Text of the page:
The Accursed

The Accursed

Book - 2013
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A major historical novel from "one of the great artistic forces of our time" (The Nation)--an eerie, unforgettable story of possession, power, and loss in early-twentieth-century Princeton, a cultural crossroads of the powerful and the damned

Princeton, New Jersey, at the turn of the twentieth century: a tranquil place to raise a family, a genteel town for genteel souls. But something dark and dangerous lurks at the edges of the town, corrupting and infecting its residents. Vampires and ghosts haunt the dreams of the innocent. A powerful curse besets the elite families of Princeton; their daughters begin disappearing. A young bride on the verge of the altar is seduced and abducted by a dangerously compelling man-a shape-shifting, vaguely European prince who might just be the devil, and who spreads his curse upon a richly deserving community of white Anglo-Saxon privilege. And in the Pine Barrens that border the town, a lush and terrifying underworld opens up.

When the bride's brother sets out against all odds to find her, his path will cross those of Princeton's most formidable people, from Grover Cleveland, fresh out of his second term in the White House and retired to town for a quieter life, to soon-to-be commander in chief Woodrow Wilson, president of the university and a complex individual obsessed to the point of madness with his need to retain power; from the young Socialist idealist Upton Sinclair to his charismatic comrade Jack London, and the most famous writer of the era, Samuel Clemens/Mark Twain-all plagued by "accursed" visions.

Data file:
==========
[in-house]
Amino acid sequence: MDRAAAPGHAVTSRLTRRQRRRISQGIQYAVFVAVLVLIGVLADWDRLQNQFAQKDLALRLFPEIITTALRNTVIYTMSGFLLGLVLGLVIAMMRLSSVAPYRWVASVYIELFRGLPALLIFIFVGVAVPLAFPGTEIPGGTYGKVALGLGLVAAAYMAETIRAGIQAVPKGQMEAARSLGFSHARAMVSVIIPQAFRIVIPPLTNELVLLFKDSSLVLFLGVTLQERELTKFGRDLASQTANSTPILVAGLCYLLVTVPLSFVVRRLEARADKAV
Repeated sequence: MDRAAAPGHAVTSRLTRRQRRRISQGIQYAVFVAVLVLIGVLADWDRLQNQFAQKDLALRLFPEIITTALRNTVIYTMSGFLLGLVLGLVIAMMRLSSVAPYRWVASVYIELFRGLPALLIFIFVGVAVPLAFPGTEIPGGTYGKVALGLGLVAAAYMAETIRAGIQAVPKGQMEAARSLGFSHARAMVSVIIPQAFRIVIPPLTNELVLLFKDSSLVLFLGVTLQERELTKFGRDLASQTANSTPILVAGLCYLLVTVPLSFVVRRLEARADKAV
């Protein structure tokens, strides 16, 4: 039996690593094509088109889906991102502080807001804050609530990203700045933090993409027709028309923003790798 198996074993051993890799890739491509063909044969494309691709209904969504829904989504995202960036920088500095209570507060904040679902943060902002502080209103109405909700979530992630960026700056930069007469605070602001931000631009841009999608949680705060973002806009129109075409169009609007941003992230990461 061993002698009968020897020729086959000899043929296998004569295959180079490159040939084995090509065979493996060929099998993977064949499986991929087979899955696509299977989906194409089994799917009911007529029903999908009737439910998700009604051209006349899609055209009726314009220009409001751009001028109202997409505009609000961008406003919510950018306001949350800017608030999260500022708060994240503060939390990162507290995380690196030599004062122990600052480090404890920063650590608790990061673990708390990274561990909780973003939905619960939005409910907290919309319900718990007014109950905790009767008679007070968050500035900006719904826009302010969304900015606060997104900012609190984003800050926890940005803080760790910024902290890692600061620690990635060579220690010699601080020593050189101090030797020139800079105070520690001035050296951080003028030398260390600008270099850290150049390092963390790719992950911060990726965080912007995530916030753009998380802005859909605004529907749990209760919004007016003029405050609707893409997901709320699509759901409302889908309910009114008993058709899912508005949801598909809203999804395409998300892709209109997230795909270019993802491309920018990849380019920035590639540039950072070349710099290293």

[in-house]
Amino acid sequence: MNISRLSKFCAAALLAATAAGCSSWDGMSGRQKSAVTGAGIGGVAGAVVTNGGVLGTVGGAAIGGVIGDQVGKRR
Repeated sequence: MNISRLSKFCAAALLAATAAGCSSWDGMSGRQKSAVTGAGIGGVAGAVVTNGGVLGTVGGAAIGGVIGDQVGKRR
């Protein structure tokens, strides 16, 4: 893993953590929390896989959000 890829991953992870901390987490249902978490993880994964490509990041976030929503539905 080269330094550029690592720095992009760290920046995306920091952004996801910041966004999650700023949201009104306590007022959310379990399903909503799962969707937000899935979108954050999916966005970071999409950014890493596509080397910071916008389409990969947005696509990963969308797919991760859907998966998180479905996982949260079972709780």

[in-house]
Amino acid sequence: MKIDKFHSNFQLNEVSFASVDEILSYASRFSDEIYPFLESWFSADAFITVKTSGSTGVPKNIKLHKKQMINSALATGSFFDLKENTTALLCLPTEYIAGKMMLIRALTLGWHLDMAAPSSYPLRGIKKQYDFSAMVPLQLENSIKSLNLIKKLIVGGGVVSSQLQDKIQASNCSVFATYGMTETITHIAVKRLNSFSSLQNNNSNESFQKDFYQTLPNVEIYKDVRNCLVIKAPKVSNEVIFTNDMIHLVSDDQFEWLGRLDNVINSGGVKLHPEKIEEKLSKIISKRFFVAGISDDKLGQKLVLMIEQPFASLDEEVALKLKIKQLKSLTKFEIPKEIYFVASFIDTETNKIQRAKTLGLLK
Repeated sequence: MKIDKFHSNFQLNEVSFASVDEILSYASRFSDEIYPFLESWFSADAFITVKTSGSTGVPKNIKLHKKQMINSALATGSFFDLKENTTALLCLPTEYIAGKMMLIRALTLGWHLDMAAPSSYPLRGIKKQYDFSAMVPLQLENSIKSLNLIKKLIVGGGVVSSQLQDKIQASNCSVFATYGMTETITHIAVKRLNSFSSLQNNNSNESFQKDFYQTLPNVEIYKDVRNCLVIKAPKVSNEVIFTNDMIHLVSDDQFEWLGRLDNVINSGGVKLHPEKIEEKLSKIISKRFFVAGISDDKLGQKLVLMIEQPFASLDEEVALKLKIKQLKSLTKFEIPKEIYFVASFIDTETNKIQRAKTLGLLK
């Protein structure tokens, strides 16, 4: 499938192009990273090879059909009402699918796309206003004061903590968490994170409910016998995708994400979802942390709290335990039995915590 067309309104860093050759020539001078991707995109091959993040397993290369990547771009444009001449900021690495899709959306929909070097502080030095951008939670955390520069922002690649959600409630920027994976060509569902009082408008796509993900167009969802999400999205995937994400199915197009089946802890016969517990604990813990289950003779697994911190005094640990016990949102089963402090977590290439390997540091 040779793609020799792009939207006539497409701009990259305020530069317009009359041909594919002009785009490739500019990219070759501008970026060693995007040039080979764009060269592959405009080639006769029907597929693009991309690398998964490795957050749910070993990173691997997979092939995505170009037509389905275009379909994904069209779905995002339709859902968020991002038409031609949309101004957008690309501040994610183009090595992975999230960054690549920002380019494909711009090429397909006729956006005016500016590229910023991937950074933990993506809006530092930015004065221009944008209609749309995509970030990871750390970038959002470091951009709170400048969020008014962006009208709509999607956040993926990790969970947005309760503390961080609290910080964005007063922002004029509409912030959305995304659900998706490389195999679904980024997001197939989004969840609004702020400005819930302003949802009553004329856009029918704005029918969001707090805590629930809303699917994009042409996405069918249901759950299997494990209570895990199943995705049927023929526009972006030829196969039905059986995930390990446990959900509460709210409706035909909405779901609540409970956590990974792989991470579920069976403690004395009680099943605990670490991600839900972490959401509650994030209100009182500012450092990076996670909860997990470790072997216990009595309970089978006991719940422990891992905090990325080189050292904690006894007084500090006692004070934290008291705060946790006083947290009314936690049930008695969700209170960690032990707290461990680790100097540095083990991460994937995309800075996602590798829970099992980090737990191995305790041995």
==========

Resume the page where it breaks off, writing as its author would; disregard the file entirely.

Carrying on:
An utterly fresh work from Oates, The Accursed marks new territory for the masterful writer. Narrated with her unmistakable psychological insight, it combines beautifully transporting historical detail with chilling supernatural elements to stunning effect.

Publisher: New York : Ecco, c2013.
Edition: 1st ed.
ISBN: 9780062231703
Branch Call Number: Fic
Characteristics: xiii, 669 p. : map ; 24 cm.


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SFPL_danielay Aug 29, 2017

A long and rather odd book by Joyce Carol Oates. It is an odd mix of historic fiction and gothic horror set in early 20th century Princeton. Cars have replaced some of the horse-drawn carriages and a young Upton Sinclair is advocating for Socialism but at the same time there are ghosts, the devil and a curse that befalls the rich and powerful families of the town. I can't say it really gripped me but I still had to find out what happened at the end.

Nov 12, 2014

Lots to think about with this book.

rebalski Jul 16, 2014

I would agree with others that this was a slow moving book. However, for some reason I really enjoyed reading this. I just really enjoyed how you felt a part of the times-- where people believed things to be unspeakable and you were speculating about gossip. I liked it -- but don't expect a lot of action, I guess.

wordbaker Jul 07, 2014

awfully long to make the point: evil lurks all around. the faint of heart should pass on this one.

Apr 12, 2014

I felt accursed slogging thru to the end. I don't know why i have this perverse need to finish what i start.
This book needed some juicy details to make it interesting. Vivid descriptions of exactly what is going on would be nice.

Jul 22, 2013

Stuck with it for about a third of the way through. When I could find no point to it all, except perhaps to present famous American politicians in a most unfavorable light (which may or may not have been historically correct), I gave up. Since all the main action was "unspeakable," I guess Oates just had nothing to write about?

Dillondog_1 Jul 08, 2013

another greatone frormOates. I was sad when it ended -- felt like I'd lost friends.

JCLHunterSt May 21, 2013

I believe Joyce Carol Oates is a fabulous writer. There are parts of The Accursed where her talents shine through. Unfortunately, the book just never came together for me. I really wanted to like this book, but I couldn't. I found it boring and tedious and the book just couldn't keep my interest for long. It took me ages to finish it (and now I wonder why I bothered) because I kept putting it down and then picking it back up hoping it would get better. It never did.


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